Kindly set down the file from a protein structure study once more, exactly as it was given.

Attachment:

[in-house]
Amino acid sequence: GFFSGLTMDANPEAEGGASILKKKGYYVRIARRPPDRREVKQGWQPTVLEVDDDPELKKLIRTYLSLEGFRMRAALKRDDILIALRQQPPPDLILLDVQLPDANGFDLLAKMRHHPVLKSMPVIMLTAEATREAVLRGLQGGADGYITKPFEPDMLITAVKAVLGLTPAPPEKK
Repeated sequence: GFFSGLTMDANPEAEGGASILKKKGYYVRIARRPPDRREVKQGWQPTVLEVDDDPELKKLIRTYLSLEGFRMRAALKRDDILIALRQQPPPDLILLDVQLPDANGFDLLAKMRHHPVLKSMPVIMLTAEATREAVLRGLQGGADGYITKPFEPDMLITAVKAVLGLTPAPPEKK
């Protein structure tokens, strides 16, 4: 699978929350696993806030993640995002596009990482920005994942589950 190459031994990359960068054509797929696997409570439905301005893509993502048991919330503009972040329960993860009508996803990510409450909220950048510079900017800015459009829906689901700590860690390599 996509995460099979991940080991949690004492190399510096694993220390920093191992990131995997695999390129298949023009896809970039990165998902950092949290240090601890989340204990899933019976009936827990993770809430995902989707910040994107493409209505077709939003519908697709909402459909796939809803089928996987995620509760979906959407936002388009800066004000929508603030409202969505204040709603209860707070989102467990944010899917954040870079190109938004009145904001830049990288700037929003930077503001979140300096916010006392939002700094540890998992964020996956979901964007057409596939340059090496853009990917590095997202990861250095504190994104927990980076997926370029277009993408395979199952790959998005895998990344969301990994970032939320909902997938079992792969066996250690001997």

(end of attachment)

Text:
[in-house]
Amino acid sequence: GFFSGLTMDANPEAEGGASILKKKGYYVRIARRPPDRREVKQGWQPTVLEVDDDPELKKLIRTYLSLEGFRMRAALKRDDILIALRQQPPPDLILLDVQLPDANGFDLLAKMRHHPVLKSMPVIMLTAEATREAVLRGLQGGADGYITKPFEPDMLITAVKAVLGLTPAPPEKK
Repeated sequence: GFFSGLTMDANPEAEGGASILKKKGYYVRIARRPPDRREVKQGWQPTVLEVDDDPELKKLIRTYLSLEGFRMRAALKRDDILIALRQQPPPDLILLDVQLPDANGFDLLAKMRHHPVLKSMPVIMLTAEATREAVLRGLQGGADGYITKPFEPDMLITAVKAVLGLTPAPPEKK
């Protein structure tokens, strides 16, 4: 699978929350696993806030993640995002596009990482920005994942589950 190459031994990359960068054509797929696997409570439905301005893509993502048991919330503009972040329960993860009508996803990510409450909220950048510079900017800015459009829906689901700590860690390599 996509995460099979991940080991949690004492190399510096694993220390920093191992990131995997695999390129298949023009896809970039990165998902950092949290240090601890989340204990899933019976009936827990993770809430995902989707910040994107493409209505077709939003519908697709909402459909796939809803089928996987995620509760979906959407936002388009800066004000929508603030409202969505204040709603209860707070989102467990944010899917954040870079190109938004009145904001830049990288700037929003930077503001979140300096916010006392939002700094540890998992964020996956979901964007057409596939340059090496853009990917590095997202990861250095504190994104927990980076997926370029277009993408395979199952790959998005895998990344969301990994970032939320909902997938079992792969066996250690001997």